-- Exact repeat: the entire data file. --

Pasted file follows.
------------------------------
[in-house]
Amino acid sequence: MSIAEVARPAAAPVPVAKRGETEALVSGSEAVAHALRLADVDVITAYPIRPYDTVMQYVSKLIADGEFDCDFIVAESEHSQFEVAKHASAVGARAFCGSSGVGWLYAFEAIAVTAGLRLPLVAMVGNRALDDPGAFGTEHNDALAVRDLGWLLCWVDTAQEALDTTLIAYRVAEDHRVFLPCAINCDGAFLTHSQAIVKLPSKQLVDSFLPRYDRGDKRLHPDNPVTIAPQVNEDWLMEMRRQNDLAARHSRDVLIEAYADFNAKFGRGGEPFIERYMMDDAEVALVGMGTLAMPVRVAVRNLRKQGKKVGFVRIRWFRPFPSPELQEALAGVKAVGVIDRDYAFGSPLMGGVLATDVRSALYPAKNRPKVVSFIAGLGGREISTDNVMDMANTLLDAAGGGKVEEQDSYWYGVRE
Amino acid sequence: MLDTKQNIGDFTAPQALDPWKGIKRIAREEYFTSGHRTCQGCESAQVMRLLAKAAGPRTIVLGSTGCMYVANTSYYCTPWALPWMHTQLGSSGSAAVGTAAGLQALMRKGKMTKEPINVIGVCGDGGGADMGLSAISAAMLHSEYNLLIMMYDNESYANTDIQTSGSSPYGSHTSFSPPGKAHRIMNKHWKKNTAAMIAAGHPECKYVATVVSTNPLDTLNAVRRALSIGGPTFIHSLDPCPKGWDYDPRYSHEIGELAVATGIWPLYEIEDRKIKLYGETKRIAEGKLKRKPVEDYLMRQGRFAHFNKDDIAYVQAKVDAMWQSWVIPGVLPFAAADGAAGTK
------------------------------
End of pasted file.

[in-house]
Amino acid sequence: MSIAEVARPAAAPVPVAKRGETEALVSGSEAVAHALRLADVDVITAYPIRPYDTVMQYVSKLIADGEFDCDFIVAESEHSQFEVAKHASAVGARAFCGSSGVGWLYAFEAIAVTAGLRLPLVAMVGNRALDDPGAFGTEHNDALAVRDLGWLLCWVDTAQEALDTTLIAYRVAEDHRVFLPCAINCDGAFLTHSQAIVKLPSKQLVDSFLPRYDRGDKRLHPDNPVTIAPQVNEDWLMEMRRQNDLAARHSRDVLIEAYADFNAKFGRGGEPFIERYMMDDAEVALVGMGTLAMPVRVAVRNLRKQGKKVGFVRIRWFRPFPSPELQEALAGVKAVGVIDRDYAFGSPLMGGVLATDVRSALYPAKNRPKVVSFIAGLGGREISTDNVMDMANTLLDAAGGGKVEEQDSYWYGVRE
Amino acid sequence: MLDTKQNIGDFTAPQALDPWKGIKRIAREEYFTSGHRTCQGCESAQVMRLLAKAAGPRTIVLGSTGCMYVANTSYYCTPWALPWMHTQLGSSGSAAVGTAAGLQALMRKGKMTKEPINVIGVCGDGGGADMGLSAISAAMLHSEYNLLIMMYDNESYANTDIQTSGSSPYGSHTSFSPPGKAHRIMNKHWKKNTAAMIAAGHPECKYVATVVSTNPLDTLNAVRRALSIGGPTFIHSLDPCPKGWDYDPRYSHEIGELAVATGIWPLYEIEDRKIKLYGETKRIAEGKLKRKPVEDYLMRQGRFAHFNKDDIAYVQAKVDAMWQSWVIPGVLPFAAADGAAGTK